A global team of computer scientists and engineers have developed an innovative technique that more completely reconstructs challenging 3D objects. An ancient scientific breakthrough serves as the foundation for the team’s modern, innovative solution to remaining challenges in current 3D shape reconstruction. This new approach to 3D shape acquisition is based on the well-known fluid displacement discovery by Archimedes and turns modeling surface reconstruction into a volumetric problem. Most notably, their method accurately reconstructs even hidden parts of an object that typical 3D laser scanners are not able to capture.
The research, “Dip Transform for 3D Shape Reconstruction,” is authored by a team from Tel-Aviv University, Shandong University, Ben-Gurion University and University of British Columbia. They will present their work at SIGGRAPH 2017 in Los Angeles, 30 July to 3 August. An annual conference, SIGGRAPH spotlights the most innovative in computer graphics research and interactive techniques worldwide.
Traditional 3D shape acquisition or reconstruction methods are based on optical devices, most commonly, laser scanners and cameras that successfully sample the visible shape surface. But this common approach tends to be noisy and incomplete. Most devices can only scan what is visible to them but hidden parts of an object remain inaccessible to the scanner’s line of sight. For instance, a typical laser scanner cannot accurately capture the belly or underside of an elephant statue, which is hidden from its line of sight.
The team’s dip transform to reconstruct complex 3D shapes utilizes liquid, computing the volume of a 3D object versus its surface. By following this method, a more complete acquisition of an object, including hidden details, can be reconstructed in 3D. Liquid has no line of sight; it can penetrate cavities and hidden parts, and it treats transparent and glossy materials identically to opaque materials, thus bypassing the visibility and optical limitations of optical and laser-based scanning devices.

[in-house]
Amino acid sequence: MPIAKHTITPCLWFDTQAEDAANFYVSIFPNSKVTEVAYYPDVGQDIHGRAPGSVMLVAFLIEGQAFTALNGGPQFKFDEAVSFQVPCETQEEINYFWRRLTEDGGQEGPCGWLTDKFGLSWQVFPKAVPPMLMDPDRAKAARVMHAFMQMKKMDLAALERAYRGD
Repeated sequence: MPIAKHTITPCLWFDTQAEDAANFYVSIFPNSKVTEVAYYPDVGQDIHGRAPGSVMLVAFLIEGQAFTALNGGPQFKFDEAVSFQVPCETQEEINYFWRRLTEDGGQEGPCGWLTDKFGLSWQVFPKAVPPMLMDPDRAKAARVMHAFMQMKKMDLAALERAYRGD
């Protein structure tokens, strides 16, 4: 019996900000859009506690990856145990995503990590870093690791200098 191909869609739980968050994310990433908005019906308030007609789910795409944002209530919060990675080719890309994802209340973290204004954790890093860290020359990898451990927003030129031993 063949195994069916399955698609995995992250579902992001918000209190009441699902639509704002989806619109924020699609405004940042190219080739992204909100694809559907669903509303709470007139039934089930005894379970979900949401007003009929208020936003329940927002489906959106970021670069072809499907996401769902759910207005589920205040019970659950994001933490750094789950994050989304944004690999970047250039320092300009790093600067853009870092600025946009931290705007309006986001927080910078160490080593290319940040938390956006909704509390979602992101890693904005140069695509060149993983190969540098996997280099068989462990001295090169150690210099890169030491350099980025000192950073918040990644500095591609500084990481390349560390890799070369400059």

For the study, the team implemented a low-cost 3D dipping apparatus—objects in the water tank were dipped via a robotic arm. By dipping an object in the liquid along an axis, they were able to measure the displacement of the liquid volume and form that into a series of thin volume slices of the shape. By repeatedly dipping the object in the water at various angles, the researchers were able to capture the geometry of the given object, including the parts that would have normally been hidden by a laser or optical 3D scanner.
The team’s dip transform technique is related to computed tomography—an imaging method that uses optical systems for accurate scanning or to produce detailed pictures. However, the challenge with this more traditional method is that tomography-based devices are bulky and expensive and can only be used in a safe, customized environment. The team’s approach is both safe and inexpensive, and a much more appealing alternative for generating a complete shape at a low-computational cost using an innovative data collection method.
In the study, they demonstrated the new technique on 3D shapes with a range of complexity, including a hand balled up into a fist, a mother-child hugging and a DNA double helix. Their results show that the dip reconstructions are nearly as accurate as the original 3D model, paving the way to a new world of non-optical 3D shape acquisition techniques.